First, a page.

After six years and over one billion dollars in development, the FBI has just announced that its new biometric facial recognition software system is finally complete. Meaning that, starting soon, photos of tens of millions of U.S. citizen's faces will be captured by the national system on a daily basis.
The Next Generation Identification (NGI) program will logs all of those faces, and will reference them against its growing database in the event of a crime. It's not just faces, though. Thanks to the shared database dubbed the Interstate Photo System (IPS), everything from tattoos to scars to a person's irises could be enough to secure an ID. What's more, the FBI is estimating that NGI will include as many as 52 million individual faces by next year, collecting identified faces from mug shots and some job applications. So if you apply for any type of job that requires fingerprinting, for instance, those prints (which will now also likely be asked for along with a photo) will be sent off to the government for processing.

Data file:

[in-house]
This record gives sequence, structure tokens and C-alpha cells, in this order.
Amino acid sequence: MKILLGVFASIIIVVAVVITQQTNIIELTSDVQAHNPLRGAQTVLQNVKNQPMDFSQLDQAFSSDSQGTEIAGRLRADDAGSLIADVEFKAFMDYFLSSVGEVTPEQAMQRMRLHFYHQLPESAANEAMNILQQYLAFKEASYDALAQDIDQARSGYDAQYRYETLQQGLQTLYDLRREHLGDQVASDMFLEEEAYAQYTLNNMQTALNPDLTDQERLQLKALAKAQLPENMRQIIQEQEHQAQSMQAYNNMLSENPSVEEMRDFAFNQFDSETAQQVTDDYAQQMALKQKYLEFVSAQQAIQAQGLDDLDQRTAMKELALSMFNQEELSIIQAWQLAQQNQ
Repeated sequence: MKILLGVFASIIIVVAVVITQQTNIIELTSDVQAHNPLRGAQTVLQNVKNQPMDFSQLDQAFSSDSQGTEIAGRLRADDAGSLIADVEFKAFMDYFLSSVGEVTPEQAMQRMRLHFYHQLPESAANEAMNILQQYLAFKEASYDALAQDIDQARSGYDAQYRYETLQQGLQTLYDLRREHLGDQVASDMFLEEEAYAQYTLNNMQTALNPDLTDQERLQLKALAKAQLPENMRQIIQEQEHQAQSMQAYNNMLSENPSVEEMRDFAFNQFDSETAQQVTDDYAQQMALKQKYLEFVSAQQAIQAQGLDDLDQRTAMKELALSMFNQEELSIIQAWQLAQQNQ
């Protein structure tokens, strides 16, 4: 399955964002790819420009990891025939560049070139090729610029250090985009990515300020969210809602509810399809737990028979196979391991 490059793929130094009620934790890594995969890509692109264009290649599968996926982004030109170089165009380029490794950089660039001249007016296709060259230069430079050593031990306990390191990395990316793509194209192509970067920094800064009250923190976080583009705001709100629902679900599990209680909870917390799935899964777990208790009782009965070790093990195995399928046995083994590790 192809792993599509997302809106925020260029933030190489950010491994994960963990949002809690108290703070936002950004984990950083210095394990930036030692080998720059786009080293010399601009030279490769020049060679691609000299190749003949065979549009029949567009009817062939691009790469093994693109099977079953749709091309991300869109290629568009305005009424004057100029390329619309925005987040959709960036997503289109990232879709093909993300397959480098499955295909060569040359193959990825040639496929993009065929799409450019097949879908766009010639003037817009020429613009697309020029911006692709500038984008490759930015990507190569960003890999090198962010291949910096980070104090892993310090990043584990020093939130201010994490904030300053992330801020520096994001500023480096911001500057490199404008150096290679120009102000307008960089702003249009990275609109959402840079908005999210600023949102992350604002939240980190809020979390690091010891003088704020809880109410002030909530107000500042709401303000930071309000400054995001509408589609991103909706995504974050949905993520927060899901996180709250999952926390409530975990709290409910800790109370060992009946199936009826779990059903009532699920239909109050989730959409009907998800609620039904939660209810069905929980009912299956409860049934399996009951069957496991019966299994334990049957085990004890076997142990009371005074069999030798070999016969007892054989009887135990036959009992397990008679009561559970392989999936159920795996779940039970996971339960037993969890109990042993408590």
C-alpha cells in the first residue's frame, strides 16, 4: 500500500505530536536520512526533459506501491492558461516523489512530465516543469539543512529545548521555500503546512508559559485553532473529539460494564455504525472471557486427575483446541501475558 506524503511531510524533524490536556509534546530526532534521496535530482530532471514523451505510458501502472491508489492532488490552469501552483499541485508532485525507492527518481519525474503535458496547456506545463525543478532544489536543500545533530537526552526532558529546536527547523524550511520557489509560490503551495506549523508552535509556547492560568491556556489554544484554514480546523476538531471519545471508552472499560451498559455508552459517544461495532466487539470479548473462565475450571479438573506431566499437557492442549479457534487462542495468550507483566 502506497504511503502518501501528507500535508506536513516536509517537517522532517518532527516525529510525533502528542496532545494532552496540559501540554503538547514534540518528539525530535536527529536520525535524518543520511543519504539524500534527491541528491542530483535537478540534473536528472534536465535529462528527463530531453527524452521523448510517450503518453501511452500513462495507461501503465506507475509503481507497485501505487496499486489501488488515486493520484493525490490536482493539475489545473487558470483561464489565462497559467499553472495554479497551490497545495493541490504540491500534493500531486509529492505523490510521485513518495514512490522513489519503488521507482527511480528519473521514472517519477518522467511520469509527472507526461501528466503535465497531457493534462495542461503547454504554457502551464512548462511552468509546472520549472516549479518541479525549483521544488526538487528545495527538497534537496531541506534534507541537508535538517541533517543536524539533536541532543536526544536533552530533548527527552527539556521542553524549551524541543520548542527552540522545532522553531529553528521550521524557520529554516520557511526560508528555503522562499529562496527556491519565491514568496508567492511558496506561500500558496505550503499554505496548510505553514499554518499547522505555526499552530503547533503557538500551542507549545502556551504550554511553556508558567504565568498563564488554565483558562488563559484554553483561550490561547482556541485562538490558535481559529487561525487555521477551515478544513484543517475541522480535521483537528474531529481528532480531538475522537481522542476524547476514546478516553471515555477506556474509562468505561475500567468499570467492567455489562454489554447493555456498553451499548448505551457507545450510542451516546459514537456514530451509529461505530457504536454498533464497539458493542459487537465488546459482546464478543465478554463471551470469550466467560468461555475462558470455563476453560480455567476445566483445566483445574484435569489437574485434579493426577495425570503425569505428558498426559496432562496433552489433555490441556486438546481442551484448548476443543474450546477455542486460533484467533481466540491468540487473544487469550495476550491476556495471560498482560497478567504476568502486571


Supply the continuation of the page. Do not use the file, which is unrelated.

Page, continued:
Of course, the system isn't totally perfect yet, what with so many video cameras across the country not hitting the resolution necessary for accurate facial recognition. But that's not to say it doesn't work at all. Just a few weeks ago, a 14-year fugitive was finally captured after applying for a visa in Nepal. And that accuracy is only going to increase.
Since phase one was deployed in February 2011, the NGI system has introduced enhanced automated fingerprint and latent search capabilities, mobile fingerprint identification, and electronic image storage, all while adding enhanced processing speed and automation for electronic exchange of fingerprints to more than 18,000 law enforcement agencies and other authorized criminal justice partners 24 hours a day, 365 days a year.
As cameras get updated and more information gets injected into the already massive database, anonymity—and privacy as a whole—is about to become a whole lot harder to hold. [FBI]
Image via Shutterstock